It's three minutes past midday and I've already polished off my third cup of coffee. And I know I'm not alone here - each year Australia creates an estimated 75,000 tonnes of coffee waste, with most of that heading straight to landfill. Nuts!
Most coffee-drinking green thumbs will know about how beneficial coffee grounds can be in their garden - adding to compost, mixing directly into the soil or gifting to your worm farm. But if you're a strictly indoor/terrace gardener (hey hey to all the other apartment dwellers out there!), you might not know these same grounds can help your indoor jungle too.
Coffee grounds can be a wonderful source of nutrients for your indoor plants. You just need to know how to use them safely.
Common Problems with Coffee Grounds and Indoor Plants
Before diving into all the benefits of coffee grounds and how to achieve them, its a good idea to be across some of the potential risks associated with coffee and plants so you know how to avoid them.
Excess Moisture Retention
Coffee grounds are fantastic at moisture retention, so if you add them to your potting mix make sure you adjust your watering. Think about using a moisture meter, or adding perlite to the mix to increase drainage. In the end though, nothing beats sticking a finger in to get a feel for how much longer the mix is taking to dry out.
Excess Fungal Growth
You'll only really need to worry about this if your just adding used grounds directly to the top of the potting mix. Coffee grounds are loved by fungal organisms, which can cause fungal disease in your plants. Best way to manage this is to make sure you really work the grounds into the mix.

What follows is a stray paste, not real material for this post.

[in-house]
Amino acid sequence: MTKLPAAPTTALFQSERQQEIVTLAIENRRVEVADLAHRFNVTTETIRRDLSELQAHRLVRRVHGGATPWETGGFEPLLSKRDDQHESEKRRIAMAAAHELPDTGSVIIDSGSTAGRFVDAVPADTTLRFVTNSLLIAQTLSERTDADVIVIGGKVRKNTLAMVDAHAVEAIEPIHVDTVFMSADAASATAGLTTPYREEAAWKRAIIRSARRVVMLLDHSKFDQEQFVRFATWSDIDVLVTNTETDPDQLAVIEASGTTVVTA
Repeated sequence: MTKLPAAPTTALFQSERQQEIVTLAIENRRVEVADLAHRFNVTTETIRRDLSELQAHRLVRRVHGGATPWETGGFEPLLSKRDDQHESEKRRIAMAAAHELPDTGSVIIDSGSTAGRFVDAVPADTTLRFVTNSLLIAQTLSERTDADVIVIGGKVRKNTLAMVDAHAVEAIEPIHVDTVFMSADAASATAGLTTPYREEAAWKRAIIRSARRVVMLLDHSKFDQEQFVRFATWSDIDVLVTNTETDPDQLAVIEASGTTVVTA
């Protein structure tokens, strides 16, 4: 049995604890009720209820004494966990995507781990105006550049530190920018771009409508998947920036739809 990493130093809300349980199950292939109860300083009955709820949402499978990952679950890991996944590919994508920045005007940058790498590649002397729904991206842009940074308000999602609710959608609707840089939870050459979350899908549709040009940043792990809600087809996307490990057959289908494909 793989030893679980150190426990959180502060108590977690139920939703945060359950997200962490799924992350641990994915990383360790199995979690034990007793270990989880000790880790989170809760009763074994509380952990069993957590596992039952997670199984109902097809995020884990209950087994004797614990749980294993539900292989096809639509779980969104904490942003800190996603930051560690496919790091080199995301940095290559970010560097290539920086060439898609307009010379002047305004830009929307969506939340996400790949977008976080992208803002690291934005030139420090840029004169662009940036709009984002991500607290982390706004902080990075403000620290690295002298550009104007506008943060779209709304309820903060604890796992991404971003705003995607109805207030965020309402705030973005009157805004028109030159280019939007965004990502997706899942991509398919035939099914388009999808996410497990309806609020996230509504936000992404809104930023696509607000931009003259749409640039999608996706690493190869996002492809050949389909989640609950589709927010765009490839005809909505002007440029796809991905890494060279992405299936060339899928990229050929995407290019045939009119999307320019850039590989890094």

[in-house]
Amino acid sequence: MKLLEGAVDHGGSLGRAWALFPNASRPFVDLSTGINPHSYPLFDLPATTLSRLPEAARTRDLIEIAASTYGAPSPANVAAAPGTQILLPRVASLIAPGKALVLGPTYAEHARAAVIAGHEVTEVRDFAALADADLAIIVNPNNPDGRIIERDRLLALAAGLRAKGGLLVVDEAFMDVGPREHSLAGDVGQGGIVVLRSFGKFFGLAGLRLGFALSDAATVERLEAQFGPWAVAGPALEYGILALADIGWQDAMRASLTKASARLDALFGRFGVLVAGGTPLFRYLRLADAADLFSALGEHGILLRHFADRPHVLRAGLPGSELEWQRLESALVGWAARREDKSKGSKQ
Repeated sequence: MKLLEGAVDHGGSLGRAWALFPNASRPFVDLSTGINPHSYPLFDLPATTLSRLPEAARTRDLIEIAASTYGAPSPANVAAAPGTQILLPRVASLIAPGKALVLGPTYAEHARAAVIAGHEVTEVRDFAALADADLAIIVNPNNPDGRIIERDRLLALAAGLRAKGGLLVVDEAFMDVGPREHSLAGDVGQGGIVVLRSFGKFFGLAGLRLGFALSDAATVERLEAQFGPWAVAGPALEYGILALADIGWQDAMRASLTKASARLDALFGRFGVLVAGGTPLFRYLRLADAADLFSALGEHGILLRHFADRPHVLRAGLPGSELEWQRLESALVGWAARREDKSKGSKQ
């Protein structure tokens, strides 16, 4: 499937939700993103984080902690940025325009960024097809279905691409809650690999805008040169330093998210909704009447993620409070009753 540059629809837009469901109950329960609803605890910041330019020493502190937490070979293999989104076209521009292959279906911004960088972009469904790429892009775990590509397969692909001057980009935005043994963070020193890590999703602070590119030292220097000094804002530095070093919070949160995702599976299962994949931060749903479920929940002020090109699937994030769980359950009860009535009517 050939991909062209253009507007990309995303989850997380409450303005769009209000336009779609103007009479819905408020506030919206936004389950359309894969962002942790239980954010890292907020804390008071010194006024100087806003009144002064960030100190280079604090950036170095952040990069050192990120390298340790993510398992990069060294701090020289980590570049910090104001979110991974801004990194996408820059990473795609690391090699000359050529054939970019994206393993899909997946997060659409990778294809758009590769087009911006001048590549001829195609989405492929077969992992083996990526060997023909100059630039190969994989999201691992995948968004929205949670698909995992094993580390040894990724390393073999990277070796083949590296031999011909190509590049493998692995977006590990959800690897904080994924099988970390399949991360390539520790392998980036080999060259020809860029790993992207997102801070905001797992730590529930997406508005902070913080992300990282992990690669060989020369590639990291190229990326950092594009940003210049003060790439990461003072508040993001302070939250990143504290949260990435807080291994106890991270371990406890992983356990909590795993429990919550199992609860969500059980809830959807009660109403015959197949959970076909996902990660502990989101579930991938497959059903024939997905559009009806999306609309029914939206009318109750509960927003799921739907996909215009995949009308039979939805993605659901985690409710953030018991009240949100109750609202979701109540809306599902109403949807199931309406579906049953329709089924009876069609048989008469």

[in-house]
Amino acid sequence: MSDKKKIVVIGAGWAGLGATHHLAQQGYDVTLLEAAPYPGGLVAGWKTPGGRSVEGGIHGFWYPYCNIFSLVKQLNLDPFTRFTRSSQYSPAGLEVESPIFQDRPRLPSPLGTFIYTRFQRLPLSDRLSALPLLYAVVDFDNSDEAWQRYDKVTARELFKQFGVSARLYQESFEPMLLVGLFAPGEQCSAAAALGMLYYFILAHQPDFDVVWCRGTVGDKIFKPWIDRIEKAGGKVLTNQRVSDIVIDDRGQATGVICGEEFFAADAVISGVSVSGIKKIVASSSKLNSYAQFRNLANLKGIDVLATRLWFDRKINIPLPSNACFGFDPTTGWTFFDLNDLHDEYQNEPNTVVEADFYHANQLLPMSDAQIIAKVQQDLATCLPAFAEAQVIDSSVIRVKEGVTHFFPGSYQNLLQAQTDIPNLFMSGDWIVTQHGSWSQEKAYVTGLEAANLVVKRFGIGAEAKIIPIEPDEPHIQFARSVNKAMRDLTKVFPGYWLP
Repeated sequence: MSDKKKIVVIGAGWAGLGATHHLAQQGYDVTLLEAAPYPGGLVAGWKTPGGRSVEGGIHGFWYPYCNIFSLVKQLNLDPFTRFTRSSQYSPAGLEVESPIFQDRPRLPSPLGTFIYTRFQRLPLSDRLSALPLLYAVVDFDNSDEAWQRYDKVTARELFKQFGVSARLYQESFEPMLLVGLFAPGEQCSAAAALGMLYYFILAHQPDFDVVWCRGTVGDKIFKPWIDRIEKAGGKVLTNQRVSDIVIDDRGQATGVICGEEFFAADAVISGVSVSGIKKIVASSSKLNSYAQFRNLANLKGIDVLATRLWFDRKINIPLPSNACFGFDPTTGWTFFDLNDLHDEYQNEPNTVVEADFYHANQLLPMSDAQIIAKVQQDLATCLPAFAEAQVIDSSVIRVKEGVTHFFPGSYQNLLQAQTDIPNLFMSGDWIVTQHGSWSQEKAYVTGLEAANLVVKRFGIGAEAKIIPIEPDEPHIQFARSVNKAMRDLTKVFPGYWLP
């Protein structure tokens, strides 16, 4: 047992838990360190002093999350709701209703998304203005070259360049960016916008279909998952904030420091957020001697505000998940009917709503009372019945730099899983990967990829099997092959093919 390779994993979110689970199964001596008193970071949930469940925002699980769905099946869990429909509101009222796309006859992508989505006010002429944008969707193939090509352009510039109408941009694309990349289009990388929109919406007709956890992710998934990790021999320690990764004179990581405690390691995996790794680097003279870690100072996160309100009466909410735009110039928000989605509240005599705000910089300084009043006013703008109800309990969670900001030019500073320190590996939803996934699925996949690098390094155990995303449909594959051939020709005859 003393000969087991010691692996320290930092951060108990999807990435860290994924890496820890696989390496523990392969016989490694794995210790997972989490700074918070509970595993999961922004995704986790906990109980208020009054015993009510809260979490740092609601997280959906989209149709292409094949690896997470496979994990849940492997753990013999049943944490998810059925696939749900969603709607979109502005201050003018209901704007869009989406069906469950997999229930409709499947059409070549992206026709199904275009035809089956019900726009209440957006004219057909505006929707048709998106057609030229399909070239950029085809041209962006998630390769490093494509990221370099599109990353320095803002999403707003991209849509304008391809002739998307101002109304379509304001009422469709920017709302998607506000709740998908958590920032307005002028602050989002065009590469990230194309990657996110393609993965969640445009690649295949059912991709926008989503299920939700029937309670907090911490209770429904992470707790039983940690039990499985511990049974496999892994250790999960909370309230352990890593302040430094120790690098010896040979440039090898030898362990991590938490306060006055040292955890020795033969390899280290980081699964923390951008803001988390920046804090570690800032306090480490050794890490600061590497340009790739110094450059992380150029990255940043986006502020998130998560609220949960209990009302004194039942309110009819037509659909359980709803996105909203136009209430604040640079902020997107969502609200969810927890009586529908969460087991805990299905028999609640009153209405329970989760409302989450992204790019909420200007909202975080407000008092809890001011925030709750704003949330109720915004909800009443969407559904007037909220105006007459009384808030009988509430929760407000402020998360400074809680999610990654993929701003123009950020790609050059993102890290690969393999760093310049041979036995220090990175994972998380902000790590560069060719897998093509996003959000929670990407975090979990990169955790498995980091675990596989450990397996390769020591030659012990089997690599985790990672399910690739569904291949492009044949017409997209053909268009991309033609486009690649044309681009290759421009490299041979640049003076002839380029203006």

Because coffee grounds have a high nitrogen content you need to consider this when using in conjunction with other fertilisers. Coffee alone will not be enough to provide your plants with everything they need, so its best used as a supplement.
Best ways to Use Coffee Grounds with Indoor Plants
Now for the good bits. When used correctly, those spent coffee grounds can contribute to the health of your indoor plant fam, AND you'll reduce the amount of coffee waste going to landfill. Below are some suggestions for how you can use them.
This is the most effective way to use coffee grounds, although can be tough to manage in an apartment. But there are options: Reaching out to a community garden, investing in a 'electric-assist composter' (a small, countertop appliance that will convert waste to fertiliser), or have a worm farm.
Don't freak out about the smell - truth is compost shouldn't really have a smell and will only produce an ordor if you're mixing organics with non-organics.
Compost should always be applied very sparingly to indoor plants as you can risk fertiliser burn. Best way to use it is to mix a small quantity through a quality potting mix prior to potting up.
Make a liquid fertiliser
This one is easy. Simply leave your used coffee grounds in water (1 teaspoon of coffee grounds for 2 litres of water) for a few weeks. Stir every few days and let the grounds break down. The water will take on the coffee's nutrients and create perfect conditions for beneficial bacteria. Strain through a cheesecloth before pouring on your plants.
This should not replace your regular fertiliser though as coffee grounds alone do not contain enough macros (read our guide on fertiliser here) to provide a a complete feed for your plants. I like to use it as a supplementary feed - 1 week just water, one week i'll fertilise, then back to water, then the diluted coffee mix. Repeat.
Add to Potting Mix
Mix a small amount of used coffee grounds through fresh potting mix. We recommend 1 teaspoon to 1 litre of potting mix. The grounds will release their nutrients into the mix as they break down over time.
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